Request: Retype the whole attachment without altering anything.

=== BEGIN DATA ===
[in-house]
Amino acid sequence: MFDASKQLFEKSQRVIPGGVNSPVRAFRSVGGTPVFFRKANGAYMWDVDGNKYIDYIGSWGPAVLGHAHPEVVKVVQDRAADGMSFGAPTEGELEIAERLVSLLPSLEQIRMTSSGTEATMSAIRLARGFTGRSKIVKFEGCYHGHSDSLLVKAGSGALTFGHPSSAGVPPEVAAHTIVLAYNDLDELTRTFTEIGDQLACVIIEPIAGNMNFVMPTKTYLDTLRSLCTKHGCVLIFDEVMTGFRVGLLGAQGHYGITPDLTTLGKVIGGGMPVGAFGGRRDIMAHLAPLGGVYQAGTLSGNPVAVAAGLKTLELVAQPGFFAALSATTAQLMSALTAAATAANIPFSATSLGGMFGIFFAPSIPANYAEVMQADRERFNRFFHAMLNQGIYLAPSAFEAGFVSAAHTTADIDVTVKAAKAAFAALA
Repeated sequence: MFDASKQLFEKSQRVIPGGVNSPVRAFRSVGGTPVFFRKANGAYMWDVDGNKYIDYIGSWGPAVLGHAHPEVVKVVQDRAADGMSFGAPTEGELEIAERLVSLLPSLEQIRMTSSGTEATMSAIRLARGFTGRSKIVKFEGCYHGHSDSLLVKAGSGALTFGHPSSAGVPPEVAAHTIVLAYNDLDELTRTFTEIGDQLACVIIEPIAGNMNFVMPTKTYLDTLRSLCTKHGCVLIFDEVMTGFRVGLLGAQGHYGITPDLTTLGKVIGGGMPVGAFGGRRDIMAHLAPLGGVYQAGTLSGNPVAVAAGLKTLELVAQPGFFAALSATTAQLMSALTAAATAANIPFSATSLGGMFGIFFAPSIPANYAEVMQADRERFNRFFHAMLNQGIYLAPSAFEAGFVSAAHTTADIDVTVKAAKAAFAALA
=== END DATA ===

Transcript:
[in-house]
Amino acid sequence: MFDASKQLFEKSQRVIPGGVNSPVRAFRSVGGTPVFFRKANGAYMWDVDGNKYIDYIGSWGPAVLGHAHPEVVKVVQDRAADGMSFGAPTEGELEIAERLVSLLPSLEQIRMTSSGTEATMSAIRLARGFTGRSKIVKFEGCYHGHSDSLLVKAGSGALTFGHPSSAGVPPEVAAHTIVLAYNDLDELTRTFTEIGDQLACVIIEPIAGNMNFVMPTKTYLDTLRSLCTKHGCVLIFDEVMTGFRVGLLGAQGHYGITPDLTTLGKVIGGGMPVGAFGGRRDIMAHLAPLGGVYQAGTLSGNPVAVAAGLKTLELVAQPGFFAALSATTAQLMSALTAAATAANIPFSATSLGGMFGIFFAPSIPANYAEVMQADRERFNRFFHAMLNQGIYLAPSAFEAGFVSAAHTTADIDVTVKAAKAAFAALA
Repeated sequence: MFDASKQLFEKSQRVIPGGVNSPVRAFRSVGGTPVFFRKANGAYMWDVDGNKYIDYIGSWGPAVLGHAHPEVVKVVQDRAADGMSFGAPTEGELEIAERLVSLLPSLEQIRMTSSGTEATMSAIRLARGFTGRSKIVKFEGCYHGHSDSLLVKAGSGALTFGHPSSAGVPPEVAAHTIVLAYNDLDELTRTFTEIGDQLACVIIEPIAGNMNFVMPTKTYLDTLRSLCTKHGCVLIFDEVMTGFRVGLLGAQGHYGITPDLTTLGKVIGGGMPVGAFGGRRDIMAHLAPLGGVYQAGTLSGNPVAVAAGLKTLELVAQPGFFAALSATTAQLMSALTAAATAANIPFSATSLGGMFGIFFAPSIPANYAEVMQADRERFNRFFHAMLNQGIYLAPSAFEAGFVSAAHTTADIDVTVKAAKAAFAALA